Mr. Secular Animist.
    You said,

    “Good, but Obama is behind the curve. Investors are already putting lots of money into new energy technologies, and have been for some time.”

    No. You don’t grasp the scale of the capital commitment that is necessary for a major overhaul of our energy services infrastructure. A credible commitment from the federal government to “close the carbon loophole” (as he brilliantly puts it!) must be made, and proposed energy legislation is just such a commitment.

    The Bellwether for when the markets have accepted this commitment is when ExxonMobil, Chevron stocks are 1/10 of what they are today. (No, electric utility shares will not inevitably fall – but they might.)

  9. Pangolin says:

    All without installing any actual hardware to make clean power or reduce fossil fuel consumption. My reading of the Waxman bill is that it sends money everywhere but to the actual installation of the hardware that will diminish the market for coal.

    If I’m wrong about this, please, please, point out exactly how much of the moneys specified in the bill will go towards funding equipment instead of smokescreens

  10. Kaitlin says:

    I am not sure why we have to wait on transforming this society into a cleaner, greener, more environmentally friendly place until the recession and economy has settled.

    Wouldn’t restructuring how we do business and limiting pollutants and what not demand more alternative source and stimulate new technology and jobs? If we actually had stricter regulations on coal and carbon emissions it would seem those companies would be forced to innovate and conform with the laws, but I suppose that is a naive view, and caps could only make pay offs and under handed plans more alluring and popular.

    So I guess the question is really, how do we get everyone to go along with getting away from coal? How do you quit lining big business’ pockets with the nasty residue of carbon?

  11. ecostew says:

    Kaitlin, are watching the EPA on the issue?

  12. john says:

    Whenever I have problems with Obama — and I do — I remember bush, and everything seems quite tolerable.

    I have the sense that this man is turning the battleship, and that it takes time and care. but he wants to steer the ship of state in the same direction I do.

    It’ll be OK. (If he fires Summers and Geithener)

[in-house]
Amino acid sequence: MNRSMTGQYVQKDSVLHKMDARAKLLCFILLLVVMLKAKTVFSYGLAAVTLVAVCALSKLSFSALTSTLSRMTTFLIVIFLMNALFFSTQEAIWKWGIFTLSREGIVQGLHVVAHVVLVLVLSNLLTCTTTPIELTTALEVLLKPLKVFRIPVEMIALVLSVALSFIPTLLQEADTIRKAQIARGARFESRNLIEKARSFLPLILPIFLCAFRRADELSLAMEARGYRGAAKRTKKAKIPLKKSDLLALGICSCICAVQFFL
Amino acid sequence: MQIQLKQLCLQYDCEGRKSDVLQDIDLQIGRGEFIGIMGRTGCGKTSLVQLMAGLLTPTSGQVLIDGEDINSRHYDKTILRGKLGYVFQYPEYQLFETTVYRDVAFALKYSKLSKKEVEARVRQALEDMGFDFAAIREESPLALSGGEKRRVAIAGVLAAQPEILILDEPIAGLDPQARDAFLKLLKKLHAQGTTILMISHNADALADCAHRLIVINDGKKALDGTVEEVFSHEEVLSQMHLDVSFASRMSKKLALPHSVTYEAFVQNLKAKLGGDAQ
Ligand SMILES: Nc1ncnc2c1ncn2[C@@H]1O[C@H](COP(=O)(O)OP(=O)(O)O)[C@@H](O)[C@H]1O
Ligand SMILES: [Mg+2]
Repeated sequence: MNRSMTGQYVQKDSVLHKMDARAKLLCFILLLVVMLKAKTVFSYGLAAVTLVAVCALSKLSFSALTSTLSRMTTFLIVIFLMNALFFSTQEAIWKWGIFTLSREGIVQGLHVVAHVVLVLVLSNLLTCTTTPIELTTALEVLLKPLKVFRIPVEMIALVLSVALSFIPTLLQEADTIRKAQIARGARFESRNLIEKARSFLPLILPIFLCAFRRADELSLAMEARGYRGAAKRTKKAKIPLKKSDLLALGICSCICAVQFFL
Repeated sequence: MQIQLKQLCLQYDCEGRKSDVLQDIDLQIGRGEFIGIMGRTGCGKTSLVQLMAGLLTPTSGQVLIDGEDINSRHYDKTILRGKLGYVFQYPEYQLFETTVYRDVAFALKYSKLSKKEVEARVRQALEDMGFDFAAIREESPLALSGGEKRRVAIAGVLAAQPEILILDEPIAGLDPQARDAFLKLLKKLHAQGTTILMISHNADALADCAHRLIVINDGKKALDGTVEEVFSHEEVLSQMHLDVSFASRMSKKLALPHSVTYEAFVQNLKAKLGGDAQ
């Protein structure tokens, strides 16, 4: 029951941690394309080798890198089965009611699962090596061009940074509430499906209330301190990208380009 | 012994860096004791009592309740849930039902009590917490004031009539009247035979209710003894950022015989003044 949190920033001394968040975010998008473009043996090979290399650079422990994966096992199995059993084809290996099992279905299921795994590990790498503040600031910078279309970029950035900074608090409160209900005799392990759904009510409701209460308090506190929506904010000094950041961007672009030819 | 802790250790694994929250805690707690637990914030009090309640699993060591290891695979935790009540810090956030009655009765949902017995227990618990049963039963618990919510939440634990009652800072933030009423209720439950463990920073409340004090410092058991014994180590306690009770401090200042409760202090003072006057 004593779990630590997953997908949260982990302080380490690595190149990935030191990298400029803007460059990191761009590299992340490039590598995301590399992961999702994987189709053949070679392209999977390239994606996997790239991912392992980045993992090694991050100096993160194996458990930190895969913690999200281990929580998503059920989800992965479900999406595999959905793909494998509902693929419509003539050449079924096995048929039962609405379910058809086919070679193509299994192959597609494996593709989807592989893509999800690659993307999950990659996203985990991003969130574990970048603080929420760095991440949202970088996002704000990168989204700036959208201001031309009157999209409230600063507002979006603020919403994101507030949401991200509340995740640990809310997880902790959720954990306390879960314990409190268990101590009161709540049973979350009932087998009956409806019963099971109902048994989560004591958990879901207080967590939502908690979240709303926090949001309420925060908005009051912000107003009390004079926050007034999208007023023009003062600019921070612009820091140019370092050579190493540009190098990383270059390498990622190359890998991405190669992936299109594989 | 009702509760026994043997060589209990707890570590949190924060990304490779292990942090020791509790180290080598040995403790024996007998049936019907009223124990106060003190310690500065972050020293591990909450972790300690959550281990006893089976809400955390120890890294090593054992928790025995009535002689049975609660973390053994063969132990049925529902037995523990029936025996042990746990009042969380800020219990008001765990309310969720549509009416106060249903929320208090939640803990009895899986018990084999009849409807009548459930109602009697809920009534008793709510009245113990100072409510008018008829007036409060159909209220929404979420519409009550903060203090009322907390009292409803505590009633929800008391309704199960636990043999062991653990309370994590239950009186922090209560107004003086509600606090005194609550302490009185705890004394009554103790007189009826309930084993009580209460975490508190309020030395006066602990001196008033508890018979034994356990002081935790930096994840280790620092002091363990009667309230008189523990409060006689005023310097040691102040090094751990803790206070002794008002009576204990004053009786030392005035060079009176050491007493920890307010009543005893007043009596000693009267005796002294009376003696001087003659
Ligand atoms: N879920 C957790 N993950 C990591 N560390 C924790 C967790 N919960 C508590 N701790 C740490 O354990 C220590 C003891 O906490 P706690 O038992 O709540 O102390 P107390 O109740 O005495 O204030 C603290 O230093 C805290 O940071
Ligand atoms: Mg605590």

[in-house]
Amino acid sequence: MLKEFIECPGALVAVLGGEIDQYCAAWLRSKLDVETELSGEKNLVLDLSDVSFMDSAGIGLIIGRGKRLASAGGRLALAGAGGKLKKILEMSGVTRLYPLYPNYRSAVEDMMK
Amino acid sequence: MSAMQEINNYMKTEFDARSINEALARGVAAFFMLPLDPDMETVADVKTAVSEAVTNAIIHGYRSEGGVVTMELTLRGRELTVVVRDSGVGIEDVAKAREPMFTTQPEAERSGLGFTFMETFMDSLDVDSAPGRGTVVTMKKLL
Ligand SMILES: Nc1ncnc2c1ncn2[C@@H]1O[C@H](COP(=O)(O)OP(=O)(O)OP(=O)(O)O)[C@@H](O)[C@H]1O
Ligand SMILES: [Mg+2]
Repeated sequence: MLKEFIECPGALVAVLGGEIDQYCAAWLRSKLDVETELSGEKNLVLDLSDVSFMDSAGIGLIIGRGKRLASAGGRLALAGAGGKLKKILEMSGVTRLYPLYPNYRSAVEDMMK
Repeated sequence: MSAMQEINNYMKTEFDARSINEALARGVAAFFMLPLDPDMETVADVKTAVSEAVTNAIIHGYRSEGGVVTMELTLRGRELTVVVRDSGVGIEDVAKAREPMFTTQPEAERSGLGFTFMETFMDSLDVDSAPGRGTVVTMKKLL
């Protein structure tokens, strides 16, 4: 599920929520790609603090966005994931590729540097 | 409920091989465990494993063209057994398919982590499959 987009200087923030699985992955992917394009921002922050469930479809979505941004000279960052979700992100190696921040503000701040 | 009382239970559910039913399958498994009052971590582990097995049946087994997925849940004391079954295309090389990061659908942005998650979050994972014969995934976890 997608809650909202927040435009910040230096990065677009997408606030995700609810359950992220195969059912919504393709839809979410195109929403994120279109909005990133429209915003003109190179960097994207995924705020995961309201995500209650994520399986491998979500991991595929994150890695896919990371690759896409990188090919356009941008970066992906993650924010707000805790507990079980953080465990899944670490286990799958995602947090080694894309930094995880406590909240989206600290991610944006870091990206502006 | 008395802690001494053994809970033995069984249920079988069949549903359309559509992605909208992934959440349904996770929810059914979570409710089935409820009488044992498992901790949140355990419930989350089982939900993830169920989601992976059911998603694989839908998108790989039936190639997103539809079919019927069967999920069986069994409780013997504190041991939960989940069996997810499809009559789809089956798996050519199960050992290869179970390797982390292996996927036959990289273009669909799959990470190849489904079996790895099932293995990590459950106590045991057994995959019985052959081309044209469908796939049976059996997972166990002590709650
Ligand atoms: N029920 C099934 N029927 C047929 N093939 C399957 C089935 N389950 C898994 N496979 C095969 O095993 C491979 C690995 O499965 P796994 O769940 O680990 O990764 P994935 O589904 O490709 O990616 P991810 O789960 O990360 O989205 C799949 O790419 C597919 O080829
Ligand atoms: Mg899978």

13. Neil Howes says:

    Replying to Jim Beacon’s “Ticket and Trade” if 1,000 have speeding tickets last year, this year’s “Ticket and trade” would be for 900, you may find that 1000 speeders are going to bid up the price way above $200, and next year the cap will be 800…., end RESULT fewer speeders.

    Focus on the CAP on CO2, this is the critical part, not the trade (no cap on price)which is a mechanism for reducing collateral damage. Taxes on CO2 do not guarantee results, CAPS do.

  14. CTF says:

    While I applaud the President’s aim of “closing this carbon pollution loophole” and spurring clean energy investment, I don’t think that the cap-and-trade system currently proposed on Capitol Hill is the best route to meet either of those goals. In fact, the carbon market already in place in Europe — a system described by the Washington Post in 2007 as a “bureaucratic morass with a host of unexpected and costly side effects and a much smaller effect on carbon emissions than planned” — plainly illustrates the shortcomings of this policy. And for that reason (and a myriad of others), economists, scientists and “green” opinion leaders are lining up behind other policy options, specifically, a revenue-neutral carbon tax. The bottom line is that a carbon tax isn’t subject to the extreme price volatility generated by an inflexible carbon cap. Consequently, its stable price would encourage new investors to put capital in new energy R&D and would incentivize U.S. businesses to invest in more efficient energy sources.

  15. David B. Benson says:

    Kaitlin — Have them burn algae or else biochar made from algae.

  16. Fantastic … I agree 100%